It was fun to realize that God had given her spare faith for my need, and He had given me spare faith for hers. It was like we were trading faith. And in the process, our faith in God for our own situations is increasing.
I point out to her the little ways I can see God working in her circumstances. And she does the same for me. We’ve talked about how hearing things from the other’s (more objective) perspective, boosts our faith: God really does seem to be doing something here!
Maybe there’s someone in your life who needs some of your faith to intercede for their “impossible” burden. What do you think, brother, sister . . . can you spare some faith to pray for them?
Have any of you have similar experiences? I’d love to hear about them. Or any other thoughts you have about faith and intercession.
A “Let’s Talk” reader posted an interesting question on my blog last week. “When you pray ‘Your kingdom come, Your will be done,’ is whatever happens then God’s will, and our part is to submit to His apparent will?” she wanted to know. “Or is it more like, ‘Here I am, send me?’ Is that a passive prayer of acceptance, or an active prayer of ‘Sign me up!’?”
My reader’s question is a bit tough to address because of course I believe in submitting to God’s will and accepting His plans for me. But I also need to say that although I firmly believe in God’s sovereignty, I firmly do not believe that everything that happens is God’s will. Evil is never God’s will. He is light and in Him is no darkness at all (1 John 1:5). He does not will child abuse, oppression, deception, rape, murder, or any kind of injustice. It is entirely contrary to His character. Can He redeem it? Of course! But does He will it? Never.
So if we are praying about a situation that involves any kind of evil, but the evil persists, in order to see God’s kingdom come and His will be done, we must continue to pray until either the situation changes or He tells us to stop or change the way we are praying.
Similarly, if our prayer is about something dear to us—the welfare of a child, a close friend’s health, a prodigal family member, a painful relationship—we can be sure that our concern is also dear to God. He invites us to cast our cares on Him because He cares about us (1 Peter 5:7). He tells us not to worry about anything, but to pray about everything (Philippians 4:6). So if we pray and the troubling circumstance doesn’t change, we should continue praying—unless He tells us to stop or change the way we are praying.
The Value of Persistence
God places high value on persevering prayer. Jesus teaches this in Luke 11 when He tells the disciples to “keep on asking, and you will receive what you ask for. Keep on seeking, and you will find. Keep on knocking, and the door will be opened to you” (v. 9, NLT). He says it again when He tells His disciples the parable of the persistent widow “to show them that they should always pray and not give up” (Luke 18:1, NIV). We see it in the example of Elijah who prayed for rain seven times—even though the first six prayers didn’t bring about so much as even a tiny cloud (1 Kings 18). We see it in Job who for chapter after chapter keeps making his case with God until finally He shows up. We see it in Abraham who haggles with God over Sodom and Gomorrah until he is assured that his nephew will be saved (Genesis 18). We see it in David, Jeremiah, Habakkuk, and Zechariah who all cry out, “How long, Lord?” And in Daniel who fasts and prays for three weeks, not knowing until the angel showed up, why God had seemed to delay (Daniel 10). It seems that persevering prayer is the scriptural norm.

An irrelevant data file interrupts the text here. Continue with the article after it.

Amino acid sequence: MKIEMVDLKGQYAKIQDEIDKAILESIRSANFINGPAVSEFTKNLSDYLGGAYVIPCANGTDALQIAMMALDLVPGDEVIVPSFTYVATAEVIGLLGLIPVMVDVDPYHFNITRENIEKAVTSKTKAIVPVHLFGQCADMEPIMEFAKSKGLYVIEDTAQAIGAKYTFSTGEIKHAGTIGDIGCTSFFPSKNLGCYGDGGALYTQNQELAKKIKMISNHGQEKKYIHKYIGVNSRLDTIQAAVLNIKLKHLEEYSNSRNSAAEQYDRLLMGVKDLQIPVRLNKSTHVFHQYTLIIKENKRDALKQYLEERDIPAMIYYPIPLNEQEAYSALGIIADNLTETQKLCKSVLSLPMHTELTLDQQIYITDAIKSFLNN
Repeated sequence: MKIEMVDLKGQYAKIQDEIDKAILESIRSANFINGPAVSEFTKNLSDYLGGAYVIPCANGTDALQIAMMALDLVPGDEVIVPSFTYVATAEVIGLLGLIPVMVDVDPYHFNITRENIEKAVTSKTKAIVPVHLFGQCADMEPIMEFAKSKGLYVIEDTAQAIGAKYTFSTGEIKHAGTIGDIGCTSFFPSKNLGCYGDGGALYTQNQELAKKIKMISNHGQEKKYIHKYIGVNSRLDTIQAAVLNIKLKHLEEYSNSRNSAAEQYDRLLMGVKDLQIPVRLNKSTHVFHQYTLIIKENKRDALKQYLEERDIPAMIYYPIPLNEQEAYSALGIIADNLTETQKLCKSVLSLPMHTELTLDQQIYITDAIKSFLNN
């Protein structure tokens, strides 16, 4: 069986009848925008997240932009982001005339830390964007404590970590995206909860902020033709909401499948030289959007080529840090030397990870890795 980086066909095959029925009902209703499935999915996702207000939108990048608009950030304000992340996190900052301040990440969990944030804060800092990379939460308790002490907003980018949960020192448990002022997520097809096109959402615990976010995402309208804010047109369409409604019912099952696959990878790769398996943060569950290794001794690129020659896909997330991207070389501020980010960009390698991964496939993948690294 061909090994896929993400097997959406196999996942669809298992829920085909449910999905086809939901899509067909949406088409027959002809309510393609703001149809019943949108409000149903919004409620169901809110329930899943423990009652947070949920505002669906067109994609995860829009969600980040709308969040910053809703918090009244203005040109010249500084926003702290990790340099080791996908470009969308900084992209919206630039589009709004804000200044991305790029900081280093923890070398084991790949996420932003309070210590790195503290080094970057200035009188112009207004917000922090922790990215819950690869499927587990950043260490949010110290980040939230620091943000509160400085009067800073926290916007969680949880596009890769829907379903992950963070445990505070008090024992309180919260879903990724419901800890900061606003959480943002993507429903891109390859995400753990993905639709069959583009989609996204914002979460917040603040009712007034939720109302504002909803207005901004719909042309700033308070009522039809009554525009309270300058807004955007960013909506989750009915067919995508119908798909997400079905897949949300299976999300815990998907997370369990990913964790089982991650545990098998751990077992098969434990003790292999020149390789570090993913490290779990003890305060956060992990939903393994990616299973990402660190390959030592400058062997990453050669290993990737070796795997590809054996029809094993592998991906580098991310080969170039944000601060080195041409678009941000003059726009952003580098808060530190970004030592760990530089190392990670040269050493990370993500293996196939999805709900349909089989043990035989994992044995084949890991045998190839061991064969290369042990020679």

So what’s the bit about “Until He tells us to stop or change the way we are praying?” As most of my readers know, I believe that prayer is a two-way conversation. If it’s just monologue, we’re missing out on a lot—including the Holy Spirit’s help in knowing how to pray. God meant for prayer to be one of the primary ways we develop our relationship with Him. So He intends for us to tell Him what’s on our hearts and minds—but also intends for us to listen to what’s on His.
“Stop Praying for Physical Healing”
Several years into my husband’s battle with multiple sclerosis, I sensed the Lord inviting me to pray for his healing—until he was healed or He told me to stop. But my prayer was more than simply repeating, “please heal David.” Each time I went to God it seemed like something new was unfolding with how He wanted to take care of us, what He wanted to show us, and how He was working in our lives, even though we weren’t seeing physical improvements. My relationship with God grew and deepened more during those two or three years than it had during the sum of my Christian life up to that point.
But one day when I talked to God about my husband, I sensed Him saying clearly that I was to stop praying for David’s physical healing and focus instead on praying for his spiritual, emotional, and relational healing. I cried buckets when I heard Him say that—but it made sense to me based on the months of conversations we’d shared. So I stopped praying for physical healing, and prayed for my husband to become whole in other ways. Some of the things God did in answer to those prayers astounded me.
If I had just prayed two or three times and then passively accepted that my husband was going to die, I would have missed out on the incredible care Abba wanted to give my family and me during those hard years . It made sense for me to keep that request before God even though ultimately it wasn’t answered the way I’d hoped.
So I suppose if I have to give an answer, I’d say that I don’t really believe in passive prayer, per se. Should we accept His answers after He makes them clear? Absolutely! Should we submit our wills to what He reveals? Of course! God does sometimes choose to let me in on what He’s doing, so I’d rather keep the conversation going than assume prematurely that whatever happens (or doesn’t) is His plan.
Thanks so much for the great question! If others of you have a thought to share or a question about prayer you’ve been pondering, I’d love to hear from you.